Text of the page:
- App presents proof of authorization to server to get a Token.
- Token is restricted to only access what the User authorized for the specific App.
OAuth Central Components
OAuth is built on the following central components:
- Scopes and Consent
- Authorization Server
Scopes are what you see on the authorization screens when an app requests permissions. They’re bundles of permissions asked for by the client when requesting a token. These are coded by the application developer when writing the application.
Scopes decouple authorization policy decisions from enforcement. This is the first key aspect of OAuth. The permissions are front and center. They’re not hidden behind the app layer that you have to reverse engineer. They’re often listed in the API docs: here are the scopes that this app requires.
You have to capture this consent. This is called trusting on first use. It’s a pretty significant user experience change on the web. Most people before OAuth were just used to name and password dialog boxes. Now you have this new screen that comes up and you have to train users to use. Retraining the internet population is difficult. There are all kinds of users from the tech-savvy young folk to grandparents that aren’t familiar with this flow. It’s a new concept on the web that’s now front and center. Now you have to authorize and bring consent.
The consent can vary based on the application. It can be a time-sensitive range (day, weeks, months), but not all platforms allow you to choose the duration. One thing to watch for when you consent is that the app can do stuff on your behalf - e.g. LinkedIn spamming everyone in your network.
OAuth is an internet-scale solution because it’s per application. You often have the ability to log in to a dashboard to see what applications you’ve given access to and to revoke consent.
The actors in OAuth flows are as follows:
- Resource Owner: Owns the data in the resource server. For example, I’m the Resource Owner of my Facebook profile.
- Resource Server: The API which stores data the application wants to access.
- Client: The application that wants to access your data.
- Authorization Server: The main engine of OAuth.
The resource owner is a role that can change with different credentials. It can be an end user, but it can also be a company.
Clients can be public and confidential. There is a significant distinction between the two in OAuth nomenclature. Confidential clients can be trusted to store a secret. They’re not running on a desktop or distributed through an app store. People can’t reverse engineer them and get the secret key. They’re running in a protected area where end users can’t access them.
Public clients are browsers, mobile apps, and IoT devices.
Client registration is also a key component of OAuth. It’s like the DMV of OAuth. You need to get a license plate for your application. This is how your app’s logo shows up in an authorization dialog.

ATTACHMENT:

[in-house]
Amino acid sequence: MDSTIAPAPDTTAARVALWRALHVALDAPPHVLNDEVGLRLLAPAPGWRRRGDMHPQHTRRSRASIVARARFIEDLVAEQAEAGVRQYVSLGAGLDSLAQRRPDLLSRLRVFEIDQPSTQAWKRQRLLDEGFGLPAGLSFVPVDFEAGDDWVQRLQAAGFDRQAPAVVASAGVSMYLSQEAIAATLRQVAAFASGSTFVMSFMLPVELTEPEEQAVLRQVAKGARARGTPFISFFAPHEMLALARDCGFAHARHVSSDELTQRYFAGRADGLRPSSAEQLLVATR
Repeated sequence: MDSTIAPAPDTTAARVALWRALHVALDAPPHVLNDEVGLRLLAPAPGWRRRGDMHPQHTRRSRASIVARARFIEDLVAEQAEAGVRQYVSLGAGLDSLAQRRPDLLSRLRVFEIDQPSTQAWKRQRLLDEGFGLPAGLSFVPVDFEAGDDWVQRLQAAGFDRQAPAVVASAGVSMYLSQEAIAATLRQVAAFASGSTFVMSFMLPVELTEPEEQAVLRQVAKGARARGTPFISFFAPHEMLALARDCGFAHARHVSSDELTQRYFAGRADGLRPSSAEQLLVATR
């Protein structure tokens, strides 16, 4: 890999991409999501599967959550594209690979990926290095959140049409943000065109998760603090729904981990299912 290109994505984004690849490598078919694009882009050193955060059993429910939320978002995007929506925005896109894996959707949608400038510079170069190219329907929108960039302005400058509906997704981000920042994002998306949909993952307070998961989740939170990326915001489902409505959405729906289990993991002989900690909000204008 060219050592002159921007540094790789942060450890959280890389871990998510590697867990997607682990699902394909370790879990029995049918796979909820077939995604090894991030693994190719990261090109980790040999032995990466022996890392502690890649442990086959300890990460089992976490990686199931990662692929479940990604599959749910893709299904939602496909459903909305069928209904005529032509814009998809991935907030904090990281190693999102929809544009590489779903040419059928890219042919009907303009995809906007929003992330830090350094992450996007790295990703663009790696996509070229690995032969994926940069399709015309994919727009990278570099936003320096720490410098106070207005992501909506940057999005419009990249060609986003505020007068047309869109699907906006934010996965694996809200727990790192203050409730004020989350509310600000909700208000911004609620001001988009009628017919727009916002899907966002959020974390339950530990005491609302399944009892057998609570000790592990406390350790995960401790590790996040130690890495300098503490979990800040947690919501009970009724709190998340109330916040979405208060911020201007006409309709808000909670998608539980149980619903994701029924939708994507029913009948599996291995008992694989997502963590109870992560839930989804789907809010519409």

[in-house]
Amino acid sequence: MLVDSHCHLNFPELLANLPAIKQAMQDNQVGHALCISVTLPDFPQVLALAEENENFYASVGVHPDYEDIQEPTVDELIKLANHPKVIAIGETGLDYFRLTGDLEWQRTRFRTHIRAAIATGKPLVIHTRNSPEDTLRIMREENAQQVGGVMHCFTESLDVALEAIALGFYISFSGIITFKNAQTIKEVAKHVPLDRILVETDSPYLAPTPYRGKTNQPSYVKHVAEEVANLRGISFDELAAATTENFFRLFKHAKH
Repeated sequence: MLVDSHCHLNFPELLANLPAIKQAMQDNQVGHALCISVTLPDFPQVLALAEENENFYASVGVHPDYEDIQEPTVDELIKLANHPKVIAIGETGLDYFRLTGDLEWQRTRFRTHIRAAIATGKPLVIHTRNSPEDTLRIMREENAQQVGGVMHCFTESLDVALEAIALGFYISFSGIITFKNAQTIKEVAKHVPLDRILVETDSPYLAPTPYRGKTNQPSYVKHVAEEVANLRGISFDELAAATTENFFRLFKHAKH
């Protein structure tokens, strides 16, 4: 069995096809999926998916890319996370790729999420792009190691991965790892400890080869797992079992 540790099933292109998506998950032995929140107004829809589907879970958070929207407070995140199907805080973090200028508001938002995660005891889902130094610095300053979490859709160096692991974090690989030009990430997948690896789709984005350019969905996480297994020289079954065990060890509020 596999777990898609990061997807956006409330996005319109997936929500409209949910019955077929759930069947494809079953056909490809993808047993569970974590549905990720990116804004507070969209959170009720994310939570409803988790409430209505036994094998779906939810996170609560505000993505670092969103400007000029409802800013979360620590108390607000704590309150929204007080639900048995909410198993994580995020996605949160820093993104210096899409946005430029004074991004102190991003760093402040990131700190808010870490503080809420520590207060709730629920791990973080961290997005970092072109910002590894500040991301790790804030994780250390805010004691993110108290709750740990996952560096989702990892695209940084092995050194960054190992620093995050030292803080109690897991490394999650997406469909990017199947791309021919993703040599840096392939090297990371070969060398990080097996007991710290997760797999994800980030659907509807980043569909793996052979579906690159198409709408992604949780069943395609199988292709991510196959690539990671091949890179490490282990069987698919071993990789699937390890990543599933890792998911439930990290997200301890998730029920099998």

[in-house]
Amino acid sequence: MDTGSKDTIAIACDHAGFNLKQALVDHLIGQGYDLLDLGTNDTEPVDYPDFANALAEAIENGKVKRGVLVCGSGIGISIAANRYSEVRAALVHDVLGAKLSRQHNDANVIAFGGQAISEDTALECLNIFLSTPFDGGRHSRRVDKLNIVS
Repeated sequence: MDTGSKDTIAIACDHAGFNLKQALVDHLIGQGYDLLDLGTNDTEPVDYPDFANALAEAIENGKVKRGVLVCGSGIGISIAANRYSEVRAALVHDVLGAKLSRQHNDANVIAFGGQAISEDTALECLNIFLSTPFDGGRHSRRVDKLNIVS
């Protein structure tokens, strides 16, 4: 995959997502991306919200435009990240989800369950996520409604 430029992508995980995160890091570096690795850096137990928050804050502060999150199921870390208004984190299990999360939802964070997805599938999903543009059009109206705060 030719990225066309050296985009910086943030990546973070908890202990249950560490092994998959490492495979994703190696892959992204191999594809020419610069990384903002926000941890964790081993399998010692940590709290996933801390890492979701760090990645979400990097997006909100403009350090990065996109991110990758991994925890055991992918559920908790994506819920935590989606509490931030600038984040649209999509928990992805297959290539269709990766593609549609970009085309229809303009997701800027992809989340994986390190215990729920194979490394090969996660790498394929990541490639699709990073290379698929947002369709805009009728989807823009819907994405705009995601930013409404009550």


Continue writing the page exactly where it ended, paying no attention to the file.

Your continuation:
Access tokens are the token the client uses to access the Resource Server (API). They’re meant to be short-lived. Think of them in hours and minutes, not days and months. You don’t need a confidential client to get an access token. You can get access tokens with public clients. They’re designed to optimize for internet scale problems. Because these tokens can be short-lived and scale out, they can’t be revoked, you just have to wait for them to time out.
The other token is the refresh token. This is much longer-lived; days, months, years. This can be used to get new tokens. To get a refresh token, applications typically require confidential clients with authentication.
Refresh tokens can be revoked. When revoking an application’s access in a dashboard, you’re killing its refresh token. This gives you the ability to force the clients to rotate secrets. What you’re doing is you’re using your refresh token to get new access tokens and the access tokens are going over the wire to hit all the API resources. Each time you refresh your access token you get a new cryptographically signed token. Key rotation is built into the system.
The OAuth spec doesn’t define what a token is. It can be in whatever format you want. Usually, though, you want these tokens to be JSON Web Tokens (a standard). In a nutshell, a JWT (pronounced “jot”) is a secure and trustworthy standard for token authentication. JWTs allow you to digitally sign information (referred to as claims) with a signature and can be verified at a later time with a secret signing key. To learn more about JWTs, see A Beginner’s Guide to JWTs in Java.
Tokens are retrieved from endpoints on the authorization server. The two main endpoints are the authorize endpoint and the token endpoint. They’re separated for different use cases. The authorize endpoint is where you go to get consent and authorization from the user. This returns an authorization grant that says the user has consented to it. Then the authorization is passed to the token endpoint. The token endpoint processes the grant and says “great, here’s your refresh token and your access token.”
You can use the access token to get access to APIs. Once it expires, you’ll have to go back to the token endpoint with the refresh token to get a new access token.
The downside is this causes a lot of developer friction. One of the biggest pain points of OAuth for developers is having to manage the refresh tokens. You push state management onto each client developer. You get the benefits of key rotation, but you’ve just created a lot of pain for developers. That’s why developers love API keys. They can just copy/paste them, slap them in a text file, and be done with them. API keys are very convenient for the developer but very bad for security.